“The Swede from North Dakota”

Explicating a Euro-American Folksong

in Ethnologia Europaea
James P. Leary University of Wisconsin-Madison jpleary@wisc.edu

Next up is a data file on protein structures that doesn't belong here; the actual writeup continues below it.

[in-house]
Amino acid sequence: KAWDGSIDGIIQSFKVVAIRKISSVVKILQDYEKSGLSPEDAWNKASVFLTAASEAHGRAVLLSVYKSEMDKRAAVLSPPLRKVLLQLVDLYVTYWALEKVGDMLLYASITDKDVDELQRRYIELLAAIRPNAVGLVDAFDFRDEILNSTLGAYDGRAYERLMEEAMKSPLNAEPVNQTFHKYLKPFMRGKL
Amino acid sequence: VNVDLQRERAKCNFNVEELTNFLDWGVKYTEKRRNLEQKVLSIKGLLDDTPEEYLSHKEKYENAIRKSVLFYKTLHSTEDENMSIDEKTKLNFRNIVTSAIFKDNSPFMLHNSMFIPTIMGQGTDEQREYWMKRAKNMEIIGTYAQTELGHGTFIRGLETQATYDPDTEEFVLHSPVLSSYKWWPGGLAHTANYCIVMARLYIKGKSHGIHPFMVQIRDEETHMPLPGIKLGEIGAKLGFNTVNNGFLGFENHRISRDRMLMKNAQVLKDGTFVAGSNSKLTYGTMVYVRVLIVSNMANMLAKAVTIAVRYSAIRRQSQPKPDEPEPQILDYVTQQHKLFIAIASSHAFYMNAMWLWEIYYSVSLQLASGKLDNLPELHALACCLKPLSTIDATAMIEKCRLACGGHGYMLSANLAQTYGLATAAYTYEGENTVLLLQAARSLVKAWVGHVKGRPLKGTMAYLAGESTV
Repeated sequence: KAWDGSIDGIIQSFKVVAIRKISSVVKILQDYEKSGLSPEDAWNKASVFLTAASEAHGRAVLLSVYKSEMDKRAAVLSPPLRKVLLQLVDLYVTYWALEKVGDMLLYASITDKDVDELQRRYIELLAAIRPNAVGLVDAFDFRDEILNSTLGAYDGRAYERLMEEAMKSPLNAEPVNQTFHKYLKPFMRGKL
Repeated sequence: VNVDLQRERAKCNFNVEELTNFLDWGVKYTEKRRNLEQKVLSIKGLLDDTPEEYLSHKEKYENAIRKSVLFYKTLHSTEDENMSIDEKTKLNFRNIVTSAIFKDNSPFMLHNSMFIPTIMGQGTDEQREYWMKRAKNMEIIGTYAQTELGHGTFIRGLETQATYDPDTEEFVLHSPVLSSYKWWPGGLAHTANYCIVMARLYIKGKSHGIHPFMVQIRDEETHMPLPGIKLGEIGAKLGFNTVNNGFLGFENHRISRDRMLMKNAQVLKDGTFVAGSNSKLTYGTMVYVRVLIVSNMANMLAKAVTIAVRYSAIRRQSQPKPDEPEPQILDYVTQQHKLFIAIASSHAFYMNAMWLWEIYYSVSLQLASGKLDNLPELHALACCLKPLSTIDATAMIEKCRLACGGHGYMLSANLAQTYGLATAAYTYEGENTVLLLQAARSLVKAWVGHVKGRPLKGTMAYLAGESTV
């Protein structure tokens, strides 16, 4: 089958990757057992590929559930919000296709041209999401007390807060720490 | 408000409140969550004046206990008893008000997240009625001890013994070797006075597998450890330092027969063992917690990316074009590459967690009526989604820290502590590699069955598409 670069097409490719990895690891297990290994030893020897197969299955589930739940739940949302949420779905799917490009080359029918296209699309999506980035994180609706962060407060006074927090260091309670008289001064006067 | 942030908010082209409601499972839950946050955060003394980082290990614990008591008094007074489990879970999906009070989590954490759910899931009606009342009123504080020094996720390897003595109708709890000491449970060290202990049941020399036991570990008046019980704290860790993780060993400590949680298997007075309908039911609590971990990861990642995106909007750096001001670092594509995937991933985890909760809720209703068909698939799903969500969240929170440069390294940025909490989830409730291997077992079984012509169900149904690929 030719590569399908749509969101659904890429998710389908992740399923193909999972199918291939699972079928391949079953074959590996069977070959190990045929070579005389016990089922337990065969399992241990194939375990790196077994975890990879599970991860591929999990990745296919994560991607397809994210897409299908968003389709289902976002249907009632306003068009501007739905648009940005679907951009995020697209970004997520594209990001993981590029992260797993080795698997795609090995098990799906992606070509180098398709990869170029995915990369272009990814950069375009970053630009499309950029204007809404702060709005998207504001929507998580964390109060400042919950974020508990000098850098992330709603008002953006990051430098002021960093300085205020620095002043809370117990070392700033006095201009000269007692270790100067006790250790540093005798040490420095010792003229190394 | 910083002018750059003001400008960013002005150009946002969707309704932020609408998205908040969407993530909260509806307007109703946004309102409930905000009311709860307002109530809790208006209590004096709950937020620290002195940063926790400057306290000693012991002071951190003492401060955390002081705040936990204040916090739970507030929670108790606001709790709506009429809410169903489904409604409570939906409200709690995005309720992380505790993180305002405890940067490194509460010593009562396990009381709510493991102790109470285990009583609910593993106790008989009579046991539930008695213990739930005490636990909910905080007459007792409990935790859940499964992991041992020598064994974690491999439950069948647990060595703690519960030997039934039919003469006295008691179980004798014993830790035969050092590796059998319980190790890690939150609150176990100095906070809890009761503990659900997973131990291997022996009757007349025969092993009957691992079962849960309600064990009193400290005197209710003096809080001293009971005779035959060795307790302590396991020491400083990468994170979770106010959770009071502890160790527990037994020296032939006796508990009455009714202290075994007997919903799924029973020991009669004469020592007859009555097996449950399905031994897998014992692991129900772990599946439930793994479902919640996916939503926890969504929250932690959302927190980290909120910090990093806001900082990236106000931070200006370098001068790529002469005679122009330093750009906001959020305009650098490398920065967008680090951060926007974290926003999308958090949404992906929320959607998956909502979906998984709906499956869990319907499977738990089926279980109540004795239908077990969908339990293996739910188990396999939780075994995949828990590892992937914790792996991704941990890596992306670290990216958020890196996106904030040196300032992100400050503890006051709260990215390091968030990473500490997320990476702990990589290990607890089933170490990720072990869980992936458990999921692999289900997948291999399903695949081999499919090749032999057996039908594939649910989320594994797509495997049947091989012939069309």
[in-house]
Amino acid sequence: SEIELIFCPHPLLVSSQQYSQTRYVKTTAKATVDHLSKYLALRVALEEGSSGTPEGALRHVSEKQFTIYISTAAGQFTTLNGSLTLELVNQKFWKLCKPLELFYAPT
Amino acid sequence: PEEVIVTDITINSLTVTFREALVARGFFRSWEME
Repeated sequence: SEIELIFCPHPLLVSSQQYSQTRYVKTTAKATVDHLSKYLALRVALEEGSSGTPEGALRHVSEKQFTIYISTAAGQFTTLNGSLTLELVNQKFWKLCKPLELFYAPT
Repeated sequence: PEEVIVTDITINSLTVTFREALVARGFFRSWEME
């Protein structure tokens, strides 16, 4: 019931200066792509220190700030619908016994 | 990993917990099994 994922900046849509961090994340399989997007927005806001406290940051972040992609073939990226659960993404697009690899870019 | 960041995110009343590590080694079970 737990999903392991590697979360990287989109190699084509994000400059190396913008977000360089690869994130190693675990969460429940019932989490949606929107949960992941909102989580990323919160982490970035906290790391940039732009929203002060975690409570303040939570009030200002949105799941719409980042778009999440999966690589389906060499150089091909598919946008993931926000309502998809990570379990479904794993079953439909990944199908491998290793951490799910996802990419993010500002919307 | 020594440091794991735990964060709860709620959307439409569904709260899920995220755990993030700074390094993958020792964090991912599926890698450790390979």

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“The Swede from North Dakota,” a narrative folksong or ballad performed in a broken-English “Scandihoovian” dialect, has circulated in differing versions throughout America’s Upper Midwest since the early 1900s. Chronicling the misadventures of an itinerant Swedish farm hand, it has been: performed by vaudevillians, lumberjacks, hobos, labor activists, radio entertainers, and women’s groups; published in newspapers, reminiscences, and songbooks; recorded commercially; repurposed in folksong revivals; and documented yet never studied by folklorists. Fully considered, the song exemplifies ways in which immigrant agrarian and industrial workers simultaneously sustained their respective evolving ethnic/local identities; assimilated elements imposed by larger American institutions; and forged an emergent creolized regional cultural blend by creatively fusing varied Old and New World elements into expressive folk forms.

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